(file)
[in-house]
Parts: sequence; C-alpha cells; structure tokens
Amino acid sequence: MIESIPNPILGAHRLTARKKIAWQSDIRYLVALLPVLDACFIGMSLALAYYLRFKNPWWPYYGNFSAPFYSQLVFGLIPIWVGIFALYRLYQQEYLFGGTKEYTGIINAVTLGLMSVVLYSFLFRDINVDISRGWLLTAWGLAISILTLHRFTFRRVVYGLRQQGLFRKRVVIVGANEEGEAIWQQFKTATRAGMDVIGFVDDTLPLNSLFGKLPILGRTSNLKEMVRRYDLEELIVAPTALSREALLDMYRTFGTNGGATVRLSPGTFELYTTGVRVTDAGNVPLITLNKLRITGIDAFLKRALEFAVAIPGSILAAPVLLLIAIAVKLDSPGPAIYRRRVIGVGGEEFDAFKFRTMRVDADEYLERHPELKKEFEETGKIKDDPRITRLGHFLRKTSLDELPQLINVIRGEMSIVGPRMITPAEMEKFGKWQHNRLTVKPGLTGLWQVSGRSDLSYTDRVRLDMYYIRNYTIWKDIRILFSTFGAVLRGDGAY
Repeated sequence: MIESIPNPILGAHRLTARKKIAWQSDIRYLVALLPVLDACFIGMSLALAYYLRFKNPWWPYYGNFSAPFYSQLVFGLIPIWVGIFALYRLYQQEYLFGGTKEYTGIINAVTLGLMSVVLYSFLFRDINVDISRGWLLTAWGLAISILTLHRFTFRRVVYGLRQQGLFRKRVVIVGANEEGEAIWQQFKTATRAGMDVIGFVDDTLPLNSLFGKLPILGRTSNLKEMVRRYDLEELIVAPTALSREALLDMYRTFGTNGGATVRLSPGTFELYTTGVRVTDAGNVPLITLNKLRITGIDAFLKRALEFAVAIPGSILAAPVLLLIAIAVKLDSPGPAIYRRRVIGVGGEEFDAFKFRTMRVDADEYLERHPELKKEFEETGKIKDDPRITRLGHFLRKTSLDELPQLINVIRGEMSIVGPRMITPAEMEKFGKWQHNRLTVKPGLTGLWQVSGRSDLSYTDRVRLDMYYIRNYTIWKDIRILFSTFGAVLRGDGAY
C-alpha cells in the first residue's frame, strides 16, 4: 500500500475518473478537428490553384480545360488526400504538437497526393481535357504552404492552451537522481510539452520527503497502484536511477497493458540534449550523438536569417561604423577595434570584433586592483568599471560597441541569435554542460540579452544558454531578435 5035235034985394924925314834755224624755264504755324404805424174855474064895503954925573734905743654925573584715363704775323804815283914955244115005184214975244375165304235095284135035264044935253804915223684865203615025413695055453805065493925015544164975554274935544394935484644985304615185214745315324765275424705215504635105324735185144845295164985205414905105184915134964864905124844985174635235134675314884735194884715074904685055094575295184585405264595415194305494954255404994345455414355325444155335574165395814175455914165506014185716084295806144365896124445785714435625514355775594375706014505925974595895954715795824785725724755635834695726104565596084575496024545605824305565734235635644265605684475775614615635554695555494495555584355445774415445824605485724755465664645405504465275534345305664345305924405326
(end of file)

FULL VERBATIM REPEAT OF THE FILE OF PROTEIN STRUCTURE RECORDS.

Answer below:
[in-house]
Parts: sequence; C-alpha cells; structure tokens
Amino acid sequence: MIESIPNPILGAHRLTARKKIAWQSDIRYLVALLPVLDACFIGMSLALAYYLRFKNPWWPYYGNFSAPFYSQLVFGLIPIWVGIFALYRLYQQEYLFGGTKEYTGIINAVTLGLMSVVLYSFLFRDINVDISRGWLLTAWGLAISILTLHRFTFRRVVYGLRQQGLFRKRVVIVGANEEGEAIWQQFKTATRAGMDVIGFVDDTLPLNSLFGKLPILGRTSNLKEMVRRYDLEELIVAPTALSREALLDMYRTFGTNGGATVRLSPGTFELYTTGVRVTDAGNVPLITLNKLRITGIDAFLKRALEFAVAIPGSILAAPVLLLIAIAVKLDSPGPAIYRRRVIGVGGEEFDAFKFRTMRVDADEYLERHPELKKEFEETGKIKDDPRITRLGHFLRKTSLDELPQLINVIRGEMSIVGPRMITPAEMEKFGKWQHNRLTVKPGLTGLWQVSGRSDLSYTDRVRLDMYYIRNYTIWKDIRILFSTFGAVLRGDGAY
Repeated sequence: MIESIPNPILGAHRLTARKKIAWQSDIRYLVALLPVLDACFIGMSLALAYYLRFKNPWWPYYGNFSAPFYSQLVFGLIPIWVGIFALYRLYQQEYLFGGTKEYTGIINAVTLGLMSVVLYSFLFRDINVDISRGWLLTAWGLAISILTLHRFTFRRVVYGLRQQGLFRKRVVIVGANEEGEAIWQQFKTATRAGMDVIGFVDDTLPLNSLFGKLPILGRTSNLKEMVRRYDLEELIVAPTALSREALLDMYRTFGTNGGATVRLSPGTFELYTTGVRVTDAGNVPLITLNKLRITGIDAFLKRALEFAVAIPGSILAAPVLLLIAIAVKLDSPGPAIYRRRVIGVGGEEFDAFKFRTMRVDADEYLERHPELKKEFEETGKIKDDPRITRLGHFLRKTSLDELPQLINVIRGEMSIVGPRMITPAEMEKFGKWQHNRLTVKPGLTGLWQVSGRSDLSYTDRVRLDMYYIRNYTIWKDIRILFSTFGAVLRGDGAY
C-alpha cells in the first residue's frame, strides 16, 4: 500500500475518473478537428490553384480545360488526400504538437497526393481535357504552404492552451537522481510539452520527503497502484536511477497493458540534449550523438536569417561604423577595434570584433586592483568599471560597441541569435554542460540579452544558454531578435 5035235034985394924925314834755224624755264504755324404805424174855474064895503954925573734905743654925573584715363704775323804815283914955244115005184214975244375165304235095284135035264044935253804915223684865203615025413695055453805065493925015544164975554274935544394935484644985304615185214745315324765275424705215504635105324735185144845295164985205414905105184915134964864905124844985174635235134675314884735194884715074904685055094575295184585405264595415194305494954255404994345455414355325444155335574165395814175455914165506014185716084295806144365896124445785714435625514355775594375706014505925974595895954715795824785725724755635834695726104565596084575496024545605824305565734235635644265605684475775614615635554695555494495555584355445774415445824605485724755465664645405504465275534345305664345305924405326